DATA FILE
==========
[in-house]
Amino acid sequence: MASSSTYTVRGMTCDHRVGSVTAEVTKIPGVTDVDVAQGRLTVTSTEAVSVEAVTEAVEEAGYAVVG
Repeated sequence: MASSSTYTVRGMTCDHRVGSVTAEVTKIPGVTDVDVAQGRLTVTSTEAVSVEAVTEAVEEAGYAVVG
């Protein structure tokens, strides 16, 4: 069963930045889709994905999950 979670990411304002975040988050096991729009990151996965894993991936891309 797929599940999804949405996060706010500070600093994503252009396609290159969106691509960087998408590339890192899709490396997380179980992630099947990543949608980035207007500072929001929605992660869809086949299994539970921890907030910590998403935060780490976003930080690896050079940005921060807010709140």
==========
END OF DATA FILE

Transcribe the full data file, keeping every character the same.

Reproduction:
[in-house]
Amino acid sequence: MASSSTYTVRGMTCDHRVGSVTAEVTKIPGVTDVDVAQGRLTVTSTEAVSVEAVTEAVEEAGYAVVG
Repeated sequence: MASSSTYTVRGMTCDHRVGSVTAEVTKIPGVTDVDVAQGRLTVTSTEAVSVEAVTEAVEEAGYAVVG
């Protein structure tokens, strides 16, 4: 069963930045889709994905999950 979670990411304002975040988050096991729009990151996965894993991936891309 797929599940999804949405996060706010500070600093994503252009396609290159969106691509960087998408590339890192899709490396997380179980992630099947990543949608980035207007500072929001929605992660869809086949299994539970921890907030910590998403935060780490976003930080690896050079940005921060807010709140």